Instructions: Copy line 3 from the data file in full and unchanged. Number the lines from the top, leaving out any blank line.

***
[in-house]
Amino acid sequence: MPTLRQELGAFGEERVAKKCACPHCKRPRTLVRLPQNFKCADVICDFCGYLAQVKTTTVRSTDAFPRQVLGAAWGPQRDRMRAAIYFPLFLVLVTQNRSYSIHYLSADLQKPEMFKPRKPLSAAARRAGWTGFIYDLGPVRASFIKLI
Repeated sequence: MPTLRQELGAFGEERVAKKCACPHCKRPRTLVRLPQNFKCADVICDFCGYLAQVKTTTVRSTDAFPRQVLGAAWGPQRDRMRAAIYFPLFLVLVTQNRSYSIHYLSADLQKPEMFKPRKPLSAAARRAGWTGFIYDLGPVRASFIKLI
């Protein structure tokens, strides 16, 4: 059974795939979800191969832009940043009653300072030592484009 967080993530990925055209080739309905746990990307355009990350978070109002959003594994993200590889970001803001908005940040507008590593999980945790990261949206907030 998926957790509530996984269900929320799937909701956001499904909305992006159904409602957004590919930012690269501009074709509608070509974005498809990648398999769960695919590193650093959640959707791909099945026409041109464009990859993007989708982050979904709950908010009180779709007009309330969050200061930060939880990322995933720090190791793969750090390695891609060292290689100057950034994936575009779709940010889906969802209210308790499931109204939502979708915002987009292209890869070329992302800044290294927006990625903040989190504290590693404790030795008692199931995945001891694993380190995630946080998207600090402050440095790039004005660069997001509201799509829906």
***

Repeated sequence: MPTLRQELGAFGEERVAKKCACPHCKRPRTLVRLPQNFKCADVICDFCGYLAQVKTTTVRSTDAFPRQVLGAAWGPQRDRMRAAIYFPLFLVLVTQNRSYSIHYLSADLQKPEMFKPRKPLSAAARRAGWTGFIYDLGPVRASFIKLI